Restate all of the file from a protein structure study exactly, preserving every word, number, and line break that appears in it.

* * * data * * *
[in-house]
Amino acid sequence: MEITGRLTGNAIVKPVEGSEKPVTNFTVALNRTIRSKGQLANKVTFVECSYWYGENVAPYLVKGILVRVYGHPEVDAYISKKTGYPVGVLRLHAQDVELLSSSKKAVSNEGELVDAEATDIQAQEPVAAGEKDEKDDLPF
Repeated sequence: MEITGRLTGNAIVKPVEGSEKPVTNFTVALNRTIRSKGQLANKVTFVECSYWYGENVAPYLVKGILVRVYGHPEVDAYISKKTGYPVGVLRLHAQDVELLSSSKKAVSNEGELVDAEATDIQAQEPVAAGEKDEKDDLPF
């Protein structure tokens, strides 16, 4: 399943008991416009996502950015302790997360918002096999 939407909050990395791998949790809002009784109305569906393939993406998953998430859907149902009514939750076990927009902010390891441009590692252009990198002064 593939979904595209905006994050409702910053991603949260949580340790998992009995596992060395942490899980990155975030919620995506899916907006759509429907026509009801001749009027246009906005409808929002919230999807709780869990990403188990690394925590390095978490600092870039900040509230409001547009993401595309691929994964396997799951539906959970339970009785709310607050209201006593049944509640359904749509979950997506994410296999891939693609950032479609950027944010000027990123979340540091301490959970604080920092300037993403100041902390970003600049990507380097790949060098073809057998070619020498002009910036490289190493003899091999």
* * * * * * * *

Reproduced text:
[in-house]
Amino acid sequence: MEITGRLTGNAIVKPVEGSEKPVTNFTVALNRTIRSKGQLANKVTFVECSYWYGENVAPYLVKGILVRVYGHPEVDAYISKKTGYPVGVLRLHAQDVELLSSSKKAVSNEGELVDAEATDIQAQEPVAAGEKDEKDDLPF
Repeated sequence: MEITGRLTGNAIVKPVEGSEKPVTNFTVALNRTIRSKGQLANKVTFVECSYWYGENVAPYLVKGILVRVYGHPEVDAYISKKTGYPVGVLRLHAQDVELLSSSKKAVSNEGELVDAEATDIQAQEPVAAGEKDEKDDLPF
């Protein structure tokens, strides 16, 4: 399943008991416009996502950015302790997360918002096999 939407909050990395791998949790809002009784109305569906393939993406998953998430859907149902009514939750076990927009902010390891441009590692252009990198002064 593939979904595209905006994050409702910053991603949260949580340790998992009995596992060395942490899980990155975030919620995506899916907006759509429907026509009801001749009027246009906005409808929002919230999807709780869990990403188990690394925590390095978490600092870039900040509230409001547009993401595309691929994964396997799951539906959970339970009785709310607050209201006593049944509640359904749509979950997506994410296999891939693609950032479609950027944010000027990123979340540091301490959970604080920092300037993403100041902390970003600049990507380097790949060098073809057998070619020498002009910036490289190493003899091999």